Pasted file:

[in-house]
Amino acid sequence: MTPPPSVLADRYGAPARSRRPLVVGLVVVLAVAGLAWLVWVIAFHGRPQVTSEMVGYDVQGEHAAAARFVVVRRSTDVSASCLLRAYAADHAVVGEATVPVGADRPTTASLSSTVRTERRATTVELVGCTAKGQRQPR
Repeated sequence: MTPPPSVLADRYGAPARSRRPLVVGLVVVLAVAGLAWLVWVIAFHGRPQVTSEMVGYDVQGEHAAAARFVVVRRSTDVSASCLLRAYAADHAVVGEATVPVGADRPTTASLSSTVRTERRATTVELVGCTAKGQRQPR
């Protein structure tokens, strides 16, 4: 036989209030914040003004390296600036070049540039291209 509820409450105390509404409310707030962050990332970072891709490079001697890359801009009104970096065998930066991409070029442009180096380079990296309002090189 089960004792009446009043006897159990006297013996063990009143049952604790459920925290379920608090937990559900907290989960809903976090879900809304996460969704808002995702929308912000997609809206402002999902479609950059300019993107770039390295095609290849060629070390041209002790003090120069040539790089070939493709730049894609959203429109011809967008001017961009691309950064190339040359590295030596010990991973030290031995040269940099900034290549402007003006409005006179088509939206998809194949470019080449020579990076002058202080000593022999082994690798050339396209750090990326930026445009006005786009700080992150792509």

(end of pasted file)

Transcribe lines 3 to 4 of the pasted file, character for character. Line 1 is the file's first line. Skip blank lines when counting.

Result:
Repeated sequence: MTPPPSVLADRYGAPARSRRPLVVGLVVVLAVAGLAWLVWVIAFHGRPQVTSEMVGYDVQGEHAAAARFVVVRRSTDVSASCLLRAYAADHAVVGEATVPVGADRPTTASLSSTVRTERRATTVELVGCTAKGQRQPR
């Protein structure tokens, strides 16, 4: 036989209030914040003004390296600036070049540039291209 509820409450105390509404409310707030962050990332970072891709490079001697890359801009009104970096065998930066991409070029442009180096380079990296309002090189 089960004792009446009043006897159990006297013996063990009143049952604790459920925290379920608090937990559900907290989960809903976090879900809304996460969704808002995702929308912000997609809206402002999902479609950059300019993107770039390295095609290849060629070390041209002790003090120069040539790089070939493709730049894609959203429109011809967008001017961009691309950064190339040359590295030596010990991973030290031995040269940099900034290549402007003006409005006179088509939206998809194949470019080449020579990076002058202080000593022999082994690798050339396209750090990326930026445009006005786009700080992150792509």